Amsterdam

Amsterdam Hotels

Why you'll adore Amsterdam

Famous for its canals, cafes, picturesque buildings, museums, and liberal culture, Amsterdam has something for everyone. Rent a bicycle or take a boat trip to really get to know this hip city and its bustling streets and waterways. There are a range of hotels in Amsterdam to suit most budgets and requirements, ensuring you can relax and make the most of your stay here.

Amsterdam’s 17th century canals run through the heart of the city and have been awarded World Heritage status. Lined by iconic, narrow buildings and home to many sleepy houseboats, a stroll along the maze of canals is a pleasant attraction in itself. When you need to relax, there’s always a café nearby. A combination of pub and cafe, ‘brown cafes’, as they are called, have an intimate, cosy atmosphere and serve a range of traditional drinks and snacks.

More adventurous visitors might be intrigued by the city's famous red light district, in the old town area, with its window displays and sex shops. Despite initial reservations some may have, the area has a strong police presence and is populated by a range of people, from hen parties to tourists, seeking amusement and titillation more than anything else.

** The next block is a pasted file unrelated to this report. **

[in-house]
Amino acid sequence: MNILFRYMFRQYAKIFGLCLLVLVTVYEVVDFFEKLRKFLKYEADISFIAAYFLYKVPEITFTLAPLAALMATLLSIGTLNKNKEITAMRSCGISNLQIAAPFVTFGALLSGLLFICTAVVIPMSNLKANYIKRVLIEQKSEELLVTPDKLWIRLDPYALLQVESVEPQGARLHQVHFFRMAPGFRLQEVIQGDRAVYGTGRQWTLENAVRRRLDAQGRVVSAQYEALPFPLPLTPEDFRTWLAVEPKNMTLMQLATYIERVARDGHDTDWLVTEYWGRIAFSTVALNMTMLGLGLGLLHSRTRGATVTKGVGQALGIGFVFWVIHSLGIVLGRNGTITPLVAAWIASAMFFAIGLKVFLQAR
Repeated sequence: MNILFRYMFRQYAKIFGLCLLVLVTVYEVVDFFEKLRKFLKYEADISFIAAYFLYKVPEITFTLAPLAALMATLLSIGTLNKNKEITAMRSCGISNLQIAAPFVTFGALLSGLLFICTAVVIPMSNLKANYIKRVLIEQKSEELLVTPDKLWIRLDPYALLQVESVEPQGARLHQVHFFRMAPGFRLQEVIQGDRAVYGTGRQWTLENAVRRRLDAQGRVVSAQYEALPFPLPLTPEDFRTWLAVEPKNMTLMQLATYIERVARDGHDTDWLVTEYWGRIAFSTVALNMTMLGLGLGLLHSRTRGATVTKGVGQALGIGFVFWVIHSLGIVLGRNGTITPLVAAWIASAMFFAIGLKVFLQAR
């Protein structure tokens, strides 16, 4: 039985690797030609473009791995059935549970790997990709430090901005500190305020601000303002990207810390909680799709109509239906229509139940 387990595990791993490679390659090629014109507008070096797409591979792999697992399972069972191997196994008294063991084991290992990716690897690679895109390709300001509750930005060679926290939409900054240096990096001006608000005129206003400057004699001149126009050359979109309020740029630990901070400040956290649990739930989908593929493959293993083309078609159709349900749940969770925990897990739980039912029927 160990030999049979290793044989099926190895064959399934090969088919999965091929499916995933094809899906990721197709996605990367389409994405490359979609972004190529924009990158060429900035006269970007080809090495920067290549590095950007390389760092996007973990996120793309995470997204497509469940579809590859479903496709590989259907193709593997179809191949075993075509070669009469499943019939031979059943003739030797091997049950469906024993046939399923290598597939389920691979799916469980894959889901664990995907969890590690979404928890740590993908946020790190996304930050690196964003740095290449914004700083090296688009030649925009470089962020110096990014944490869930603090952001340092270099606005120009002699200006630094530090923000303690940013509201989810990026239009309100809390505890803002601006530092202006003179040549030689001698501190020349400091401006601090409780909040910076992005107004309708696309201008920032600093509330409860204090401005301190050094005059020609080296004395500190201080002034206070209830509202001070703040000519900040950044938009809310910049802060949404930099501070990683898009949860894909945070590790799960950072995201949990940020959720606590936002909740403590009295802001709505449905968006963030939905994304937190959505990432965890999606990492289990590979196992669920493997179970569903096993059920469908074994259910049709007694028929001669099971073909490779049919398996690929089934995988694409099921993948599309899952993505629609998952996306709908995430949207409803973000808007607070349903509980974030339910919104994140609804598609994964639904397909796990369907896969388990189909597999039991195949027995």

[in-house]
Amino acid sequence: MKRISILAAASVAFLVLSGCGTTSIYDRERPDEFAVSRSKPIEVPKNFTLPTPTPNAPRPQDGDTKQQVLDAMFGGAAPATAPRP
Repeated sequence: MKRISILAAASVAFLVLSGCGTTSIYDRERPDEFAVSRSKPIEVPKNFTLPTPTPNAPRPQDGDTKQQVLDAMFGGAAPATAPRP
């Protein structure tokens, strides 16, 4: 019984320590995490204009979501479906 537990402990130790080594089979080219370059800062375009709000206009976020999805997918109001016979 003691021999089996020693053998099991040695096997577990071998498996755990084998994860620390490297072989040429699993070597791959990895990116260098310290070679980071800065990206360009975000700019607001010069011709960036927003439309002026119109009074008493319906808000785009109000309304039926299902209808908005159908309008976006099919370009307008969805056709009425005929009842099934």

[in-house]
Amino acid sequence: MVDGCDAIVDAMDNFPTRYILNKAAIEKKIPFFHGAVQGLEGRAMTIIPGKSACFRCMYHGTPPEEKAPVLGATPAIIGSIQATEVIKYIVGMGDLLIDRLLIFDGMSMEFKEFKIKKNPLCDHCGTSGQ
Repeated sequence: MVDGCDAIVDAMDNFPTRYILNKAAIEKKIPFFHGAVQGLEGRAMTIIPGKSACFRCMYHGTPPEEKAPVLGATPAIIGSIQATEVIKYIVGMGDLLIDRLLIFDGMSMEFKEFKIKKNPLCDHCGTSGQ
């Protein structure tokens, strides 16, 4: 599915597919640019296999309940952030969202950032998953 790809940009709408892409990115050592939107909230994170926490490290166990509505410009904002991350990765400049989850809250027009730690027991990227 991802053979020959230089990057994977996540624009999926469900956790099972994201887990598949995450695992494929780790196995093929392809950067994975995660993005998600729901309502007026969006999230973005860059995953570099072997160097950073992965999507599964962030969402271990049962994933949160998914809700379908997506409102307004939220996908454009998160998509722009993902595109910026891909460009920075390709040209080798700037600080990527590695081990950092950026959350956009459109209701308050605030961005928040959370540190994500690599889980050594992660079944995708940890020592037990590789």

Arts and Culture

The city has a number of important museums which attract visitors from all over the world, quickly filling up most of the cheap hotels in Amsterdam during the summer months.

The Rijksmuseum houses the largest collection of classical Dutch art, with nearly one million objects from around the country. Some of the most famous pieces on display are the works of Rembrandt, including his masterpiece, De Nachtwacht (The Night Watch).

Rembrandt fans will also enjoy the Rembrandt House Museum which has been reconstructed to show how it would have looked during the artist’s time living there.

The Van Gogh Museum is home to the largest collection in the world of the famous artist’s work and is the most visited museum in Amsterdam. Here you will find his renowned paintings including the Aardappeleters (The Potato Eaters) and Zonnebloemen (Sunflowers).

Just next door is the Stedelijk Museum, containing Amsterdam’s largest display of modern art, including works by Piet MondriaanKarel Appel, and Kazimir Malevich.